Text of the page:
Hot Desert Case Studies

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  • Created by: charlyb
  • Created on: 16-03-16 13:42

Imil Flash Flood Morocco 1995

August 1995

  • Torrential downpour of 70mm of rain within a short period of time
  • Near the village of Imlil, which are in the semi-arid foothills of the Atlas Mountains in Morocco
  • The flash flood swept boulders the sixe of lorries down the valley of the River Reraya and into the village
  • There is rarely rain in Morocco and because the ground is so hard, the water couldn't and didn't have time to infiltrate
  • 150 people were killed
  • Crops of maize, alfalfa and grass were destroyed
  • Irrigation channels were blocked with silt
  • Walnut trees were swept away, which are an important cash crop for the local Berber people. It takes another 15 years for a walnut tree to mature, therefore this is a long term effect
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Desertification - The Sahel

Background information

  • Semi-desert on the southern edge of the Sahara
  • Stretches across the African continent, and includes parts of Mauritania, Mali, Niger, Chad and Sudan
  • Population of over 50 million
  • The residents are some of the poorest people on Earth
  • Have to cope with hostile environments
  • Climate - low and unreliable rainfall and high temperatures in the summer - therefore a lot of the Sahel is unhabitable
  • The people are living on the edge of existence
  • Desertification is a major issue
  • Long droughts and serious famines are common
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Desertification - The Sahel Desert - Causes

1. Population increase

  • There is currently 260 million people living in the Sahel region, which is estimated to double every 20 years
  • Rate of population increase is 3% per year, compared to the increase of food production of 2%
  • Putting pressure on resources
  • This leads to over cultivation and over irrigation

2. Firewood

  • Energy sources are limited in the Sahel, therefore people rely on burning wood for cooking
  • With limited supply and growing demand, the land has been stripped bear of its very few trees
  • Residents of Zinder travel uo 200km to collect firewood
  • The clearing of trees exposes the soil to wind and rain erosion, increasing the effect of desertification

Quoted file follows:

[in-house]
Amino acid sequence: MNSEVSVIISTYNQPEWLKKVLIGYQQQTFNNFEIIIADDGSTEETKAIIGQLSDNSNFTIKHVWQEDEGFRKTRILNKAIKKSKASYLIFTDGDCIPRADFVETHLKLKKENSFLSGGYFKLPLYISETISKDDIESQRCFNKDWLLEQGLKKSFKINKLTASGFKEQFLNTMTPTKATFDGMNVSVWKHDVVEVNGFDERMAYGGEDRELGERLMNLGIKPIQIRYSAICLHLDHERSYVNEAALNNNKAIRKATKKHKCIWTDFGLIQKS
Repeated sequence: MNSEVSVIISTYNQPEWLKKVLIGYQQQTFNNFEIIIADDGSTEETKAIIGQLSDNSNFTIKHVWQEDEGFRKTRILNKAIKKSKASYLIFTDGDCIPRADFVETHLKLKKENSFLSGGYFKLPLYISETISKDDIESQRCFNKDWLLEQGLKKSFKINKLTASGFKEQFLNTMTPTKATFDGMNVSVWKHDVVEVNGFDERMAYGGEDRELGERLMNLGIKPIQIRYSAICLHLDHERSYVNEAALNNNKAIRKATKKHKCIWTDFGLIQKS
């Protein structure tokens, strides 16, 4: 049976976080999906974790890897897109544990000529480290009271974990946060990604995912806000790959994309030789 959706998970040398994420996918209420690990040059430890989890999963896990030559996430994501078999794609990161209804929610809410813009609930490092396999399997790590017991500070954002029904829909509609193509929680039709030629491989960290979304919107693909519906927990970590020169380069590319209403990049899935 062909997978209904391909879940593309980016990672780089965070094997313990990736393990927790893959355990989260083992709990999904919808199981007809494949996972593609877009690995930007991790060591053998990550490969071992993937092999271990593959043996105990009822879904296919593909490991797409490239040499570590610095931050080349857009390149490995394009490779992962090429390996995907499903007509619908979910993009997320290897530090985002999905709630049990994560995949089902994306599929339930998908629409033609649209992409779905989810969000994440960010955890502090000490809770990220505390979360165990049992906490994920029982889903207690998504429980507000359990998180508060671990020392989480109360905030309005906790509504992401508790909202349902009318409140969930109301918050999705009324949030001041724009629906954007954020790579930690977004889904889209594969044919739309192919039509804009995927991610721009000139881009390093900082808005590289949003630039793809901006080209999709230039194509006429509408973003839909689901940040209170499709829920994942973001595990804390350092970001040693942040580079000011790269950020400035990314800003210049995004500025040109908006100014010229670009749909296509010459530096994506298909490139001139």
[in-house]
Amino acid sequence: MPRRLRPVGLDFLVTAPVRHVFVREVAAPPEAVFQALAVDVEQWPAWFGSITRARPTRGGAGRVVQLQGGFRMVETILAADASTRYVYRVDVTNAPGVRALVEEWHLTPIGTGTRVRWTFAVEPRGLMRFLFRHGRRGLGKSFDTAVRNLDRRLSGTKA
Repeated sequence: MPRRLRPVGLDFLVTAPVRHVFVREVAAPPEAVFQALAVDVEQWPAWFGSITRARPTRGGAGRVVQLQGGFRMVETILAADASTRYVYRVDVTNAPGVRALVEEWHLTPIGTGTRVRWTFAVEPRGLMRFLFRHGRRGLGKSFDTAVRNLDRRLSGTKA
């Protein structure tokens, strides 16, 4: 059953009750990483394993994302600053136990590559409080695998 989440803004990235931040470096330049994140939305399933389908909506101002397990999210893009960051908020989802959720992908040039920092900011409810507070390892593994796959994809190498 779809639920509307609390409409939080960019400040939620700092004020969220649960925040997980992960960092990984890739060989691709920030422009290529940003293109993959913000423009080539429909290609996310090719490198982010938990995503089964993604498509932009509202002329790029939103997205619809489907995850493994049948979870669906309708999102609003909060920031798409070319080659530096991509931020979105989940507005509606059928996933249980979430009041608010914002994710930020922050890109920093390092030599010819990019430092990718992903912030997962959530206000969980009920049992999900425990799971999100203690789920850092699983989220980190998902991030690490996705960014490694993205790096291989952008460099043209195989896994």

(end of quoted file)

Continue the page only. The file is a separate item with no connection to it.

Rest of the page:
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Desertification - The Sahel - Management Strategie

  • United Nations have encouraged a system of community self - regulation. This involves local communities taking over the maintenance of water sources and surrounding grazing lands. This enables cultural habits, subsistence needs, economic concerns and ecological conservation to be managed as a part of an integrated programme.
  • The UN has encouraged projects in Senegal, Mali and Niger by providing free veterinary and health care
  • The success of this has been limited due to the extreme poverty and the relative powerlessness of the local community
  • Fences and tree lines have been put up to retain soil and reduces the effects of soil erosion
  • promoting the use of solar ovens - to reduce the need for firewood
  • Early warning systems have been put in place to prevent the onset of drought-induced food shortages. These provide the data necessary to predict or assess potential crop loss and animal shortfalls. Based on remotely sensed data of vegetation cover and rainfall patterns and on food market surveys. 
  • A massive tree planting programme in Sudan and Ethiopia, supported by the charity 'The Eden Restoration Project' - over one million trees are being planted in Ethiopia's rift valley
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Managing deserts - Mojave Desert


  • Managed by public organisations including the Bureau of Land Management, the National Park Service and the Department of Defence and some other private land owners
  • Tourism: Every year, millions of visitors are attracted to places such as, the Death Valley and Joshua Tree National Parks. This creates massive management challenges for the authorities, which means they need to balance the demands of the visitors with the conservation of the natural environment. With demand for more off road parking, the Bureau of Land Management has now designated a large area of the Mojave desert for the use of off road vehicles, which was put in place for the intention of preventing further damage to the environments in the Mojave.
  • Waste Management: A ckean up of public lands near Barstow attracted more than 500 local volunteers. In 2009, a plan to create a massive landfill site in an abandoned mine close to the Joshua Tree National Park was halted by the Court of Appeal. The landfill woould have recieved 20000 tons of waste from LA everyday for an estimated 117 years
  • Conservation: The Mojave Desert contains a number of endangered species . 1996-2006, $93 million was spent on various projects to successfully resuce the species.
  • Military Training:The department of defence owns a large amount of land in the Mojave Desert and has several military training bases there
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Desertification - The Sahel Desert - Causes

3. Overgrazing

  • This reduces vegetation
  • The animals become desperate and start to eat the roots of the crops which means they die and cannot regrow
  • The soil becomes exposed, which leads to soil erosion
  • The animals compress the soil, which breaks it down causing more soil erosion

4. Drought

  • Sahel suffers from unreliable rainfall, so drought is common
  • This leads to vegetation dying because they do not have the water required to photosynthesise
  • The soil turns to dust, making it prone to wind erosion
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